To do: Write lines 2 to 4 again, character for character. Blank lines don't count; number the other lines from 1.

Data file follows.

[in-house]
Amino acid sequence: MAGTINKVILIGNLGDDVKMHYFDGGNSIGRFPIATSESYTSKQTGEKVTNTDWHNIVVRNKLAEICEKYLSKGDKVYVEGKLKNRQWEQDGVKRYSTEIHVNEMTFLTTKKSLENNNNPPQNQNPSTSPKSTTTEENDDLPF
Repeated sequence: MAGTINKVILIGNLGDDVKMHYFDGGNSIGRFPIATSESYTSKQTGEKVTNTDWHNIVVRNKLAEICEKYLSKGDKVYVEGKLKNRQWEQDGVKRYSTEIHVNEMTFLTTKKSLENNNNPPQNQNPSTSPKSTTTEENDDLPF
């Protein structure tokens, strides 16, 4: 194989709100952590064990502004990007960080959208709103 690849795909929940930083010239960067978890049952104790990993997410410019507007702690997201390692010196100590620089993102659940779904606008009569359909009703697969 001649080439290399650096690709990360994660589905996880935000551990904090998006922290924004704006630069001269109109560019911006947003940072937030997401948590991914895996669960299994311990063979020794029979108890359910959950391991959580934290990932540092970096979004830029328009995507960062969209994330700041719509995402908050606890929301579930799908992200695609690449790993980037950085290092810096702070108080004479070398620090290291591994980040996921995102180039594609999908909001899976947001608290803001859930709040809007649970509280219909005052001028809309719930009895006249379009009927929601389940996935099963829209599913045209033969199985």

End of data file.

Amino acid sequence: MAGTINKVILIGNLGDDVKMHYFDGGNSIGRFPIATSESYTSKQTGEKVTNTDWHNIVVRNKLAEICEKYLSKGDKVYVEGKLKNRQWEQDGVKRYSTEIHVNEMTFLTTKKSLENNNNPPQNQNPSTSPKSTTTEENDDLPF
Repeated sequence: MAGTINKVILIGNLGDDVKMHYFDGGNSIGRFPIATSESYTSKQTGEKVTNTDWHNIVVRNKLAEICEKYLSKGDKVYVEGKLKNRQWEQDGVKRYSTEIHVNEMTFLTTKKSLENNNNPPQNQNPSTSPKSTTTEENDDLPF
């Protein structure tokens, strides 16, 4: 194989709100952590064990502004990007960080959208709103 690849795909929940930083010239960067978890049952104790990993997410410019507007702690997201390692010196100590620089993102659940779904606008009569359909009703697969 001649080439290399650096690709990360994660589905996880935000551990904090998006922290924004704006630069001269109109560019911006947003940072937030997401948590991914895996669960299994311990063979020794029979108890359910959950391991959580934290990932540092970096979004830029328009995507960062969209994330700041719509995402908050606890929301579930799908992200695609690449790993980037950085290092810096702070108080004479070398620090290291591994980040996921995102180039594609999908909001899976947001608290803001859930709040809007649970509280219909005052001028809309719930009895006249379009009927929601389940996935099963829209599913045209033969199985």